Education for Improvement: Citizenship in the Global Public Sphere

Article excerpt

The establishment of public education systems was the result of the Enlightenment, an intellectual movement in the 17th and I 8th centuries which espoused the power of human reason to improve society, and which promoted the use of science to understand the natural world and the place of humans in the world. Immanuel Kant defined the Enlightenment as the human transition from an era of ignorance to an era of reason with a consequent expansion in human freedom. Jean-Jacques Rousseau, one of the key philosophers of the Enlightenment, proposed the twin ideas that the legitimacy of a social contract depended on the extent to which it was accepted by those it governed, and the idea that education prepared people to accept the social contract or to build a new contract.

[ILLUSTRATION OMITTED]

These ideas of the Enlightenment, particularly the challenges to the abuses of power by the State and Church, and the promotion of tolerance and of social progress as a result of reason and individual freedom, influenced the revolutionary movements for Independence in North and South America. Many of the leaders of these movements for self-rule, such as Thomas Jefferson, understood that the education of all people was indispensable to prepare them for self-rule and to participate in the public sphere.

It is this novel view of social progress as the result of the collaborative dialogue and work of ordinary people that undergirds the need for educating all persons. At its core, the project of the Enlightenment replaces the aspiration for salvation in the afterlife with the aspiration of reducing human suffering through individual and collective agency in this world. Education for all is therefore instrumental to preparing people to improve the world, to reduce human suffering. This is the idea of the "public sphere" which allowed citizens to shape, discuss, and spread Enlightenment ideas, informed simply by reason and evidence generated by science. The history of public education has cosmopolitan roots. It is therefore reasonable to assess the success of public education in terms of the extent to which it prepares people to understand the world and improve it.

Citizenship in the Global Public Sphere

Globalization, the result of increased and accelerating integration across nation-states resulting from trade, travel, and telecommunications, requires increased capacity for people to understand global affairs, to have the ability to work productively across cultural divides, and to recognize and address global challenges. The Enlightenment notion of the "public sphere" has become global; individuals need the capacity to participate in such a global public sphere and collaborate in reducing human suffering and advancing the pursuit of happiness.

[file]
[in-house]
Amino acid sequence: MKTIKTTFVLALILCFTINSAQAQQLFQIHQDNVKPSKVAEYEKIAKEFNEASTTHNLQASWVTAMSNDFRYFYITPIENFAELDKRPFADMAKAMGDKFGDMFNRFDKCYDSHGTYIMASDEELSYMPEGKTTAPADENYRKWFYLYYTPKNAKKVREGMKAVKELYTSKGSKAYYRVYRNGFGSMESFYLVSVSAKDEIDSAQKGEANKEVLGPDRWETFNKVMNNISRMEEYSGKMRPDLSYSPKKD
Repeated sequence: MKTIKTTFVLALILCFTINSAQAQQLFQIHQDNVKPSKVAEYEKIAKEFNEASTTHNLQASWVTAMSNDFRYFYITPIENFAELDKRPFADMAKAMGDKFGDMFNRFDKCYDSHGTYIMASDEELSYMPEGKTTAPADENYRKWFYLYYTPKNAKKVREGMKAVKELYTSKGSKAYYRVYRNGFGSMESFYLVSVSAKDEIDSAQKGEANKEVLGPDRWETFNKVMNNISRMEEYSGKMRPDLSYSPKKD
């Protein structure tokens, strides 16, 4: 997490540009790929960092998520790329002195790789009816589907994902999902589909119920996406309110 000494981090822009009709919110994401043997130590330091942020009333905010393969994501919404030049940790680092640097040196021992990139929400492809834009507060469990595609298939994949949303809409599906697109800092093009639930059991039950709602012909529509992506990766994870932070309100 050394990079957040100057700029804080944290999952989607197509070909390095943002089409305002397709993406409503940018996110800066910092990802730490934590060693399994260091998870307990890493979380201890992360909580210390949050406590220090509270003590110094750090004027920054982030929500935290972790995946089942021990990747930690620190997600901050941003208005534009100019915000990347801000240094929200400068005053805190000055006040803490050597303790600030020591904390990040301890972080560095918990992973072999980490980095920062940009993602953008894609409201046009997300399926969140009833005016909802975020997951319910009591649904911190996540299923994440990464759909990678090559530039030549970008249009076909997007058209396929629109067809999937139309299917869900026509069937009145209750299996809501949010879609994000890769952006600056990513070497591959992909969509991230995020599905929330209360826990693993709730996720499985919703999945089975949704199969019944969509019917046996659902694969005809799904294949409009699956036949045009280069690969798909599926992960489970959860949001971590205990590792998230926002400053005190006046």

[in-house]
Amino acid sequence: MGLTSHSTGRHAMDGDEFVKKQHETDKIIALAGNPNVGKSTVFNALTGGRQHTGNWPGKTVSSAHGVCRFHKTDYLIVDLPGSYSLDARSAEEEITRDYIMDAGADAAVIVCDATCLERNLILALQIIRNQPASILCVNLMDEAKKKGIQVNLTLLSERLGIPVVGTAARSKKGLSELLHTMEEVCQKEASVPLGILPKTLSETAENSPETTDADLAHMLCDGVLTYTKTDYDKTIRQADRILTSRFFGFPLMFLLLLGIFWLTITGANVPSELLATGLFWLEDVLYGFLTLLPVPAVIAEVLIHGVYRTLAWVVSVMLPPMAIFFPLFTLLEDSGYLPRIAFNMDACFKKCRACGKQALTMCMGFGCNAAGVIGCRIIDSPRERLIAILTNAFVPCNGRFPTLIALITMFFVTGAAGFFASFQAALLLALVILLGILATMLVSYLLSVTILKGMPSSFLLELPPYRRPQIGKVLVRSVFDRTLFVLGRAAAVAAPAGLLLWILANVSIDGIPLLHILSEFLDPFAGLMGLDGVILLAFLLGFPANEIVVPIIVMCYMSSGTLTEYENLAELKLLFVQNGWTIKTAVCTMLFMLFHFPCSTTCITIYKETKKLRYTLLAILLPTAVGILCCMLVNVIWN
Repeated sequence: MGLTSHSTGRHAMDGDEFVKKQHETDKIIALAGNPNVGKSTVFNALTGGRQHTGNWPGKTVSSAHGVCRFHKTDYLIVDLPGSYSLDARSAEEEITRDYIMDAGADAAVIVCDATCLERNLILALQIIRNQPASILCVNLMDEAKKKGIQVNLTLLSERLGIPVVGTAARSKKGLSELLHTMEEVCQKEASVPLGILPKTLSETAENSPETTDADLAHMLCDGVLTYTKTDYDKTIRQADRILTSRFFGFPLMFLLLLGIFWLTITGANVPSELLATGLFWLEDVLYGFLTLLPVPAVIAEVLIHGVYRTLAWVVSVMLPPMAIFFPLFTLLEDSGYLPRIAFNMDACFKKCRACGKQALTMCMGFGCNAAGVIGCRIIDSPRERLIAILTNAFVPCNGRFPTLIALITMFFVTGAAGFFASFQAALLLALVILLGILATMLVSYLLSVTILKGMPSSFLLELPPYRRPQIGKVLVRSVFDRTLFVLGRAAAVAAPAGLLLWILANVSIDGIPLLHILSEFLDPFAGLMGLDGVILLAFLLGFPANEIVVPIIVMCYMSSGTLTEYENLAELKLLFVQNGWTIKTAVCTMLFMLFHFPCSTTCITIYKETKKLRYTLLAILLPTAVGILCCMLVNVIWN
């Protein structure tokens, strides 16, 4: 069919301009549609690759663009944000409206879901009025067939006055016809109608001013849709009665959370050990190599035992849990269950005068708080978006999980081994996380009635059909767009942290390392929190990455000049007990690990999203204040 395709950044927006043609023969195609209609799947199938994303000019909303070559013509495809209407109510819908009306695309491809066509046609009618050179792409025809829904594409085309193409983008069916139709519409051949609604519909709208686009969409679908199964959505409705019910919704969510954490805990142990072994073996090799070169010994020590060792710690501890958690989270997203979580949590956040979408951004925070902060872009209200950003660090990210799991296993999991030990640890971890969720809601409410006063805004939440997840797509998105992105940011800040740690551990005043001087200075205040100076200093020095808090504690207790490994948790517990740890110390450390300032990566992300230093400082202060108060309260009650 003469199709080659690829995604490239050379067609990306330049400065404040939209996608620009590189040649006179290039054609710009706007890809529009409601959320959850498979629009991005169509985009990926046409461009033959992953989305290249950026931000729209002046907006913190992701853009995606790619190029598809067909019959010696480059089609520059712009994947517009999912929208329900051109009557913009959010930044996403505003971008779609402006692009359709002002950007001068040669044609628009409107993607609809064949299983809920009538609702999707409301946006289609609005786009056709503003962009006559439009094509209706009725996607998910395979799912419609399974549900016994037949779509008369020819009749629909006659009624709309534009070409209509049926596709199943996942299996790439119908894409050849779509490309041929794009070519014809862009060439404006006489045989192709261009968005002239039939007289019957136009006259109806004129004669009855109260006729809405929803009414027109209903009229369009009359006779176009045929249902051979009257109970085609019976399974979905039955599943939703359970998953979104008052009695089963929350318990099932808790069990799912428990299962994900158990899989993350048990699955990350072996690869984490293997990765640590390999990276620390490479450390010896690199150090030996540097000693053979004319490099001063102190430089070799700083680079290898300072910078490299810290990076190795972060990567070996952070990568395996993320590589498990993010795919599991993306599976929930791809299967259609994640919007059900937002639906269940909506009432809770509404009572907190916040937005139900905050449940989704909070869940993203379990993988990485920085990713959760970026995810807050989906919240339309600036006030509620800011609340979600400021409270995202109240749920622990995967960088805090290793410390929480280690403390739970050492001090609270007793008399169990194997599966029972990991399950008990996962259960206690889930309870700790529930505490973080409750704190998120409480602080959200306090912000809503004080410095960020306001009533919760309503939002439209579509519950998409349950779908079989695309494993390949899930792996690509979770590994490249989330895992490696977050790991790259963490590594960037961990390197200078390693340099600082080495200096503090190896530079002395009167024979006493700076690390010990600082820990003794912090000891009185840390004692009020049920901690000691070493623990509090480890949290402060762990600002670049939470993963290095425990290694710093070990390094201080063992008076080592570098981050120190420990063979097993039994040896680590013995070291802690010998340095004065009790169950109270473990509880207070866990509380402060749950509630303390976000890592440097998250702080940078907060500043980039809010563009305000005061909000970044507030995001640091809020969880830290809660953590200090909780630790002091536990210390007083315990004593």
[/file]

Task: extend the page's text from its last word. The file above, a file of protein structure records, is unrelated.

A cursory examination of the state of the world confirms the need for much invention and engagement in the "global commons." Whether we focus on income inequality and social exclusion, poverty, hunger, health, conflict, or environmental sustainability, it is evident that there are many areas in need of attention in order to advance human well-being and global stability. This need has been recognized in the past, most clearly after World War II when a group of global leaders worked to draft the Universal Declaration of Human Rights as a compact that would contribute to global peace and stability.

The creation of the UN helped advance the institutional transformations to achieve the aspirations drafted in the declaration. The inclusion of the right to education in the declaration, for example, and the creation of UNESCO to focus on that right, transformed the structure of global educational opportunity, providing most children around the world the opportunity to access basic education. More recent initiatives to advance the global commons include the Milennium Development Goals, a global compact to eliminate extreme global poverty.

The exponential increase in advances in scientific knowledge and technology has significantly enhanced the technical means to address these global challenges, although effective leadership to mobilize these resources is often lacking. …